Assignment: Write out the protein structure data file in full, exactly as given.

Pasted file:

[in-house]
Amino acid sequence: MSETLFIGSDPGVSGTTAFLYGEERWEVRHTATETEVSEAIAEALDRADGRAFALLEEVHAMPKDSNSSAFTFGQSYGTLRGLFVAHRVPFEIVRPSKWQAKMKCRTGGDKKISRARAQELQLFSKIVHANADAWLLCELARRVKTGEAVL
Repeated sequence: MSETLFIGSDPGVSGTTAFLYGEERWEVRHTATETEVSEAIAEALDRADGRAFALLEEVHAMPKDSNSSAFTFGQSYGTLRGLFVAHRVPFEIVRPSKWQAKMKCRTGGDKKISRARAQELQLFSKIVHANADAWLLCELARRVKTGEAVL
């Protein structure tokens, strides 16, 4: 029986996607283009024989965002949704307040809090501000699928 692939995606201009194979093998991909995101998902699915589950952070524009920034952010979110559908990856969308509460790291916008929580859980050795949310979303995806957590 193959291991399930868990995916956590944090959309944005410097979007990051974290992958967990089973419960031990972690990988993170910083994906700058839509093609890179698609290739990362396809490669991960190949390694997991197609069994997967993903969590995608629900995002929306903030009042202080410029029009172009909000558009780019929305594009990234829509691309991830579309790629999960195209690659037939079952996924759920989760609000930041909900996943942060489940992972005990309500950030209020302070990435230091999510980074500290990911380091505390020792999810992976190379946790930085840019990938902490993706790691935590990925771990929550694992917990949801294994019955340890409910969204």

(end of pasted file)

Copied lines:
[in-house]
Amino acid sequence: MSETLFIGSDPGVSGTTAFLYGEERWEVRHTATETEVSEAIAEALDRADGRAFALLEEVHAMPKDSNSSAFTFGQSYGTLRGLFVAHRVPFEIVRPSKWQAKMKCRTGGDKKISRARAQELQLFSKIVHANADAWLLCELARRVKTGEAVL
Repeated sequence: MSETLFIGSDPGVSGTTAFLYGEERWEVRHTATETEVSEAIAEALDRADGRAFALLEEVHAMPKDSNSSAFTFGQSYGTLRGLFVAHRVPFEIVRPSKWQAKMKCRTGGDKKISRARAQELQLFSKIVHANADAWLLCELARRVKTGEAVL
């Protein structure tokens, strides 16, 4: 029986996607283009024989965002949704307040809090501000699928 692939995606201009194979093998991909995101998902699915589950952070524009920034952010979110559908990856969308509460790291916008929580859980050795949310979303995806957590 193959291991399930868990995916956590944090959309944005410097979007990051974290992958967990089973419960031990972690990988993170910083994906700058839509093609890179698609290739990362396809490669991960190949390694997991197609069994997967993903969590995608629900995002929306903030009042202080410029029009172009909000558009780019929305594009990234829509691309991830579309790629999960195209690659037939079952996924759920989760609000930041909900996943942060489940992972005990309500950030209020302070990435230091999510980074500290990911380091505390020792999810992976190379946790930085840019990938902490993706790691935590990925771990929550694992917990949801294994019955340890409910969204």